Just as the development and display of power is a key theme in The Weight of Elephants, it’s central to The Act of Killing, which offers regular reminders of who has it and who doesn’t. Joshua Oppenheimer’s documentary, which is unlike any other film I’ve ever seen, is as much an exploration of how power corrupts as of the long-term effects of mass murder.
Today, there are three million members in the Indonesian paramilitary organisation Pancasila Youth, which is headed by one of the most repellent people I’ve ever seen in a movie: a perpetually lewd, offensively charming bastard who doesn’t replace his divots at the golf course. Pancasila is as closely tied to governmental power now as it was in 1965-66, when it played a key role in Suharto’s military coup and helped kill somewhere between 500,000 and 3,000,000 alleged Communists and Chinese Indonesians. It’s an organisation synonymous with extortionist gangsters, who (according to this film) are seen as an integral element of Indonesian society and politics. They even find repeated justification for themselves in the original meaning for the Indonesian word for gangster, preman, which was ‘free man’; this seems a particular point of pride, with the unofficial theme song ‘Born Free’ providing one of the film’s most memorably off-putting scenes.
The main preman in The Act of Killing is Anwar Congo, who is estimated to have killed around 1000 people during the purge and appears to have been trying to justify it ever since. Either that, or he was getting drunk or high: “I’ve tried to forget all this,” he says as he details his preferred method of strangulation. This is the conceit of the film: Congo, and a few of his Pancasila contemporaries, are invited to re-enact their killings in a fictional film bearing the styles of the Hollywood favourites they used to exhibit in shady halls. He dresses as Pacino, Eastwood, and Gene Kelly; in his idle moments, he looks like a thinner, more drug-fucked Nelson Mandela. “There are many ghosts here,” he says as he gestures to a nondescript terrace floor, but it becomes ever more clear that the ghosts inhabit his mind. He certainly can’t escape them when he sleeps.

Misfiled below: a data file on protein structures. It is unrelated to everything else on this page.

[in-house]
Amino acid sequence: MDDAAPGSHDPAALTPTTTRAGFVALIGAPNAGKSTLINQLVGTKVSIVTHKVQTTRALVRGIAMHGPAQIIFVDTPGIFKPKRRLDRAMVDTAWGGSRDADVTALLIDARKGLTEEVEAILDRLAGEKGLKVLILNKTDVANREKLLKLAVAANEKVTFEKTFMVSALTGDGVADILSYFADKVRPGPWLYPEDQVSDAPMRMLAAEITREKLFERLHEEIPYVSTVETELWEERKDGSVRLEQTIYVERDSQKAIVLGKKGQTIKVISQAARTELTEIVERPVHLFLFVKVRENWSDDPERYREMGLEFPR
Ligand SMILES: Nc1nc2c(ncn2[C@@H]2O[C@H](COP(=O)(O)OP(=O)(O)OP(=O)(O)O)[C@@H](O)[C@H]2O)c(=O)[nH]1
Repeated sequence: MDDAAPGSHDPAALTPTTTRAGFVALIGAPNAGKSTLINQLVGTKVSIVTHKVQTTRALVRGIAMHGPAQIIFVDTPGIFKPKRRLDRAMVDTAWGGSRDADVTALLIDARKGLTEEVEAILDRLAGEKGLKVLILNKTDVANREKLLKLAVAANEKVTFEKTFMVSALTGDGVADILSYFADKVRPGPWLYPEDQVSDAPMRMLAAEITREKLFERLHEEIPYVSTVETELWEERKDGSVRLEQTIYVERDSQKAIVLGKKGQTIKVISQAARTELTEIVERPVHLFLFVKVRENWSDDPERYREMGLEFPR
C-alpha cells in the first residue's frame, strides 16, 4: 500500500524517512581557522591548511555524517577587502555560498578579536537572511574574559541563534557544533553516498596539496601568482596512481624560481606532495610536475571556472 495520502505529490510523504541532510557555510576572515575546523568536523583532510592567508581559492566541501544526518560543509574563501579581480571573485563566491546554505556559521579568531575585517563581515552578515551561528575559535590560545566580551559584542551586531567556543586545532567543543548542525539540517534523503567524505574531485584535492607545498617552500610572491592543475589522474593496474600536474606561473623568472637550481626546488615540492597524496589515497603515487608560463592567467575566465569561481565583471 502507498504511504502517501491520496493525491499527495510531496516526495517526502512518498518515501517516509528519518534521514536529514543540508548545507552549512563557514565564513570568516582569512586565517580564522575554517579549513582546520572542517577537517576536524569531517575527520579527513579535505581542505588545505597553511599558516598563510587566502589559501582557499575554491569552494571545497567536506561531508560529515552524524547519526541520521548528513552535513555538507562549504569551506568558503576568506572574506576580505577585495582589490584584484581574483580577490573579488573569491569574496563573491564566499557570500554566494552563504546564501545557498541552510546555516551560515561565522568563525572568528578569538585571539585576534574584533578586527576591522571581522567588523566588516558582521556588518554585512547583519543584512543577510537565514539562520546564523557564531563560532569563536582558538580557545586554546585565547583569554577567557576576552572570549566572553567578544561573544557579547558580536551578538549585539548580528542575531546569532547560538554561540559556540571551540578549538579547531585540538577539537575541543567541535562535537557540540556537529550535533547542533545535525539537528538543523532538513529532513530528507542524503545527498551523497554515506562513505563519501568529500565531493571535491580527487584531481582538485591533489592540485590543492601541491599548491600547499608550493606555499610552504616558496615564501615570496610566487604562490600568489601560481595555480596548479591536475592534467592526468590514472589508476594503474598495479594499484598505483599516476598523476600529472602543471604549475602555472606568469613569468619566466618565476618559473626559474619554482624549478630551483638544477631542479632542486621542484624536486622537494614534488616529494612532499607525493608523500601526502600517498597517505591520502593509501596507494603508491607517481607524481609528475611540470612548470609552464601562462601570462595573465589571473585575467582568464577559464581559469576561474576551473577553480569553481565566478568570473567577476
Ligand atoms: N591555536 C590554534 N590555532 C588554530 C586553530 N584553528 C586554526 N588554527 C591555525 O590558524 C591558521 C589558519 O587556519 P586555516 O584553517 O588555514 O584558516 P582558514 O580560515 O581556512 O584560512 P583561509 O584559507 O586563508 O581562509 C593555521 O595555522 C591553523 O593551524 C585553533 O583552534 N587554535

I experienced a new kind of desensitisation to violence while watching The Act of Killing. Congo and the others described killing so often, and in such detail, even before any filmic re-enactments were shown, that I found myself nodding more and recoiling less. The killing seems mostly incidental to them in light of the far more important achievement of overthrowing Communism; indeed, most of the paramilitary guys, and ALL of the politicians, are obsessed with appearing powerful and successful. “For massacres, I usually wore jeans,” says Congo, focusing on how he ought to be attired for a particular shot. Herman, a big man who is both lovable and terrifying, blunders into politics as a means to gaining greater wealth and status. Congo’s compadre Adi sees a bigger picture — how Oppenheimer’s film could reflect badly on all of them — but even in full awareness of his own past atrocities, he’s happy to argue at length the negligible difference between cruelty and sadism.
“It’s not about fear. It’s about image,” says Adi. “The legacy.” He’s happy to go on trial for war crimes in The Hague if it brings him fame, and he says all this not as a naive pawn in a grander scheme but as a clear-eyed believer who has thought all of this through and justified his horrific actions as an absolute necessity.
It isn’t so easy for Congo, whose mind and body are slowly failing him. Confronted with what he has done, and invited to act out both parts, he sees how hollow his “relative morality” is. In a key scene, he invites his grandchildren to bear witness to his on-screen suffering, and in the same moment gains piercing insight into his victims’ plight. Here is a man who, upon reaching the twilight of his life, is literally given pause as he looks back over his deeds.
In The Act of Killing, expensive crystal sits behind locked glass as a grotesque monument to power and ego. In the more humble Invercargill homes of The Weight of Elephants, a wet finger run along the rim of a crystal glass sings — until it’s smashed. Here are two films that pick the crystal shards off the floor of human experience and place them before us as uncut diamonds.